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Open for disruption

Paul Toner, Partner and Head of Consulting at KPMG, speaks to eolas about approaching the digital transformation challenge in a way that embraces the opportunities of disruption.

Digital disruption is changing the world in which we live and work. New technologies are enabling new business models and changing customer and citizen expectations of service delivery. In this context, successfully redefining what an organisation is and maximising its relevance to the customer and the citizen requires a harnessing of this innovation and disruption.

“From a planning perspective, the days of simply setting long-term goals and moving steadily towards them over many years are gone. Now, it’s necessary to be able to react to uncertainty and respond to change with speed and agility,” Toner says.

However, digital transformation is not merely the preserve of specific sectors, he emphasises. “It’s a key consideration for all sectors. Take the Government’s ‘Our Public Service 2020’ strategy – a key tenet is a focus on increasing ‘delivery for the public’ and digital transformation is at the heart of achieving that.

“The overarching ambition requires an acceleration in the digital delivery of services, an improvement in service levels and an increase in the accessibility of services, while simultaneously driving efficiencies.”

Consequently, both the public sector and the private sector are challenged in this ambition. A recent survey undertaken by KPMG reveals that a key strategic priority for CEOs is digitising their business. At the same time, over 50 per cent were concerned that their organisations do not have the sensory capabilities and innovative processes to respond to rapid disruption. “In other words, there is a mismatch between the aspiration to ‘go digital’ and the capability to do so in a strategically coherent way,” Toner explains.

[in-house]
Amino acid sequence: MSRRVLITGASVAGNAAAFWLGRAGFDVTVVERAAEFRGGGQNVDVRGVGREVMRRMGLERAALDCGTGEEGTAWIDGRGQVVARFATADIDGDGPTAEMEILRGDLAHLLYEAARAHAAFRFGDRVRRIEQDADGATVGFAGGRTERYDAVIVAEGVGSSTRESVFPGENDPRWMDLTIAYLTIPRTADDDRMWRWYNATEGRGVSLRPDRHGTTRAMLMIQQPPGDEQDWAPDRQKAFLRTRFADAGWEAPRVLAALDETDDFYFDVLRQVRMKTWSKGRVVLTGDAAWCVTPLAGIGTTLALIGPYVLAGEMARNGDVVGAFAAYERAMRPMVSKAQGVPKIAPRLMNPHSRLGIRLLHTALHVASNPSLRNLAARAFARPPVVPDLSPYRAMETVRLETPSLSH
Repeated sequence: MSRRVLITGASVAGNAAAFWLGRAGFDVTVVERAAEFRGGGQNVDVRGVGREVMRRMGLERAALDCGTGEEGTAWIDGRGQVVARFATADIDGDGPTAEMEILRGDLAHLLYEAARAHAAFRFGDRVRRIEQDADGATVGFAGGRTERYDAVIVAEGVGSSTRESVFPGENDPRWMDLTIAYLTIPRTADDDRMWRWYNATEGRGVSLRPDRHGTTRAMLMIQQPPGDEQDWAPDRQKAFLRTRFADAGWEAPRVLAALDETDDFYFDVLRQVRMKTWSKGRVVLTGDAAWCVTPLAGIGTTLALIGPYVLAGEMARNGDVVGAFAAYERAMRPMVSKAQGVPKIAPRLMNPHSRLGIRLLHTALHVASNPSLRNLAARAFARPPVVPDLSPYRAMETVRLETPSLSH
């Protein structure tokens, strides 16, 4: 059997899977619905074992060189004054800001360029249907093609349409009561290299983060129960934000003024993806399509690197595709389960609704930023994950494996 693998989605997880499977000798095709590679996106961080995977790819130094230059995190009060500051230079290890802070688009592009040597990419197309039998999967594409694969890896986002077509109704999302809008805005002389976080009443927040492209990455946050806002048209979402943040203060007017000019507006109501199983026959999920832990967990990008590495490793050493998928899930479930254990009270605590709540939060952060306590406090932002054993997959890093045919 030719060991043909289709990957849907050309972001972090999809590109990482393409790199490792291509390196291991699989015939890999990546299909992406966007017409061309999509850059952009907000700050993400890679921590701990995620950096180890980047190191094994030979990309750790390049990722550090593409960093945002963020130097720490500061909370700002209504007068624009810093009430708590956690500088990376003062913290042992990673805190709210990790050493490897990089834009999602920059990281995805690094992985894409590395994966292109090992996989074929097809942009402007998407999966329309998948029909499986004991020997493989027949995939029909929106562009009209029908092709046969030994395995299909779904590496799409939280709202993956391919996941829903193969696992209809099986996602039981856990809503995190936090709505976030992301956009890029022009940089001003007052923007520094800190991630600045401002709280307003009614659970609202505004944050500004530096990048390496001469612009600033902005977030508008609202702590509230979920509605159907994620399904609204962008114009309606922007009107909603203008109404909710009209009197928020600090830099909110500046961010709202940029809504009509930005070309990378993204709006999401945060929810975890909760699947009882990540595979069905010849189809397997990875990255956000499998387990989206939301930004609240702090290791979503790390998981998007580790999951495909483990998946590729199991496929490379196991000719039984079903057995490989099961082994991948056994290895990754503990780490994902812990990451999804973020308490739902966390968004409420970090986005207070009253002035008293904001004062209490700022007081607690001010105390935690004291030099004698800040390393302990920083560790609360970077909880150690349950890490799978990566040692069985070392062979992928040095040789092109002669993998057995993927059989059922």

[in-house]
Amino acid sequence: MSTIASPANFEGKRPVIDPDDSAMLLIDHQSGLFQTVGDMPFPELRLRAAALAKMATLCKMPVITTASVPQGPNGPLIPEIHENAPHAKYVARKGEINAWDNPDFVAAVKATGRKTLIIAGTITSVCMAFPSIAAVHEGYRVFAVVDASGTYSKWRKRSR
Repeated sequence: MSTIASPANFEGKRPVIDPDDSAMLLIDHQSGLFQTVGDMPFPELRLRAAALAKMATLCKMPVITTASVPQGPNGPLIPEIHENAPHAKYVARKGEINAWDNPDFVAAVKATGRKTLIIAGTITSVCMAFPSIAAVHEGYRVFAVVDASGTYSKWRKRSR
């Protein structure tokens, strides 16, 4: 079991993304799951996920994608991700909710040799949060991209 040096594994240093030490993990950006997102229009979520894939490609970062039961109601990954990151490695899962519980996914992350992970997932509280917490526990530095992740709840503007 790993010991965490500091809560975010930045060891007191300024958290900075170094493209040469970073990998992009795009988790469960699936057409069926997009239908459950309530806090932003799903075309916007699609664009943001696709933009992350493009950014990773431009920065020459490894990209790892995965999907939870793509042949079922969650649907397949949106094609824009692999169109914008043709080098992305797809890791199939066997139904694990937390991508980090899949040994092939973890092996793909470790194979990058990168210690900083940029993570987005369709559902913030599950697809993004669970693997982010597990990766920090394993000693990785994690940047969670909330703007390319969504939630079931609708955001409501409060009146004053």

“The most important thing to be cognisant of is that digital transformation should be addressed on an incremental basis, allowing for continuous and effective evolution.”

The opportunities are immense and for many organisations it can be overwhelming. “Only those that understand how far and fast they need to transform will be successful,” he argues. “Before I talk about how we advise our clients in striving for success, let me say that the most important thing to be cognisant of is that digital transformation should be addressed on an incremental basis, allowing for continuous and effective evolution.

“It’s not a one-time thing. To use a favourite expression of consultants, it’s a journey – and not simply a technology one – but one that requires constant commitment. Failure to recognise this will result in some success in the near term but then, having raised expectations, you will create customer and citizen frustrations which are likely to increase your costs and inefficiencies by having to support multiple business models,” Toner suggests.

KPMG, he details, has identified four steps to guide clients successfully through their digital transformation journeys. These are: understanding sector specific opportunities; creating a business strategy from the outside-in; articulating an operational strategy that connects the front, middle and back office; and embedding culture change programmes.

Sector specific

The impact of digital disruption varies across different sectors. As such, while consistently creating unprecedented opportunities to adopt alternative business models, each sector is unique in the approach it requires.

“All organisations can leverage digital innovations such as mobility, robotics and intelligent systems. What matters is how you bring them together to address specific business and organisational challenges.

“Harnessing the power of multiple disruptors provides an organisation with the opportunity to transform and thrive by creating new pathways to value. These might be new business models, new offerings or new services,” the KPMG partner explains.